] and entered into the EFS. Data on adverse events, including pressure injuries, falls and infections were collected from electronic medical records by the RAs upon participants’ hospital discharge.
Patients’ nutrition intakes were collected via visual observation of mealtimes and recorded until the study endpoint (i.e., 14 days, hospital discharge or death, whichever occurred first). Visual plate waste was observed by the RAs at each meal and the intake of each dietary item was recorded in quartiles on a standardised food chart, which is a method that has been shown to correlate with weighed food records [32
]. Patients’ intakes were entered into a Foodworks database (version 9, Xyris Software; Brisbane, Australia) containing the nutritional information of dietary items provided by the hospital to calculate their daily energy and protein intakes. Intakes were presented as a proportion of EER and EPR for each patient. The amounts of energy and protein provided (i.e., food ordered by the patients) each day were exported from the EFS. If patients consumed <50% of their meal, the reasons for eating poorly were documented by observation (e.g., meal not delivered, patient not in bed) and/or by asking the patient (e.g., poor appetite, nutrition impacting symptoms, dislike of hospital food).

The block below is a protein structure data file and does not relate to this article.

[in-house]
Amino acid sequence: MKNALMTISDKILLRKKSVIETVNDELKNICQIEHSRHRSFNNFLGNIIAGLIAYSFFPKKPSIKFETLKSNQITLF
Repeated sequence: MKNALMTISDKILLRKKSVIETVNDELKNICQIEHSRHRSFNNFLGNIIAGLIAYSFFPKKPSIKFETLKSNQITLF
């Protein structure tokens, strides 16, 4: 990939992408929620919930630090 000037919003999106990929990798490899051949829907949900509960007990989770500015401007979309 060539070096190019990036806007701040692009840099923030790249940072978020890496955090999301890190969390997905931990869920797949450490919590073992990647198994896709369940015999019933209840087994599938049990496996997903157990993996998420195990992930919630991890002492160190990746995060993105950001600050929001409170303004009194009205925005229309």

2.6. Data Analysis
Demographics, feasibility, nutrition intakes and survey data were analysed descriptively using SPSS Statistics for Windows version 23.0 (IBM Corp. 2012, Armonk, NY, USA). Continuous data were tested for normality using the Shapiro–Wilk test and presented accordingly (mean ± standard deviation for normally distributed data; median (interquartile range (IQR)) for non-normally distributed data). One-way repeated measures ANOVA tests were used to compare the proportion of EER and EPR met by patients each day over time. Patient-recorded intakes and researcher-observed intakes were compared using Pearson’s correlation to determine how accurately patients recorded their food intake. Significance was set to p ≤ 0.05.
This study evaluated the acceptability and feasibility of a HIT intervention that was designed to engage hospitalised patients in their nutrition care in order to improve their dietary intakes. This work provides important insights into the use of HIT for patient engagement in acute hospital settings where patient engagement in care is encouraged (and even mandated in some countries) and where HIT has the potential to revolutionise care provision and the patient experience.
This study found that the NUTRI-TEC intervention was acceptable to patients, with most (86–94%) reporting satisfaction with its various aspects. This is consistent with a qualitative study that explored patient perceptions of NUTRI-TEC among a subset of participants from the current study [33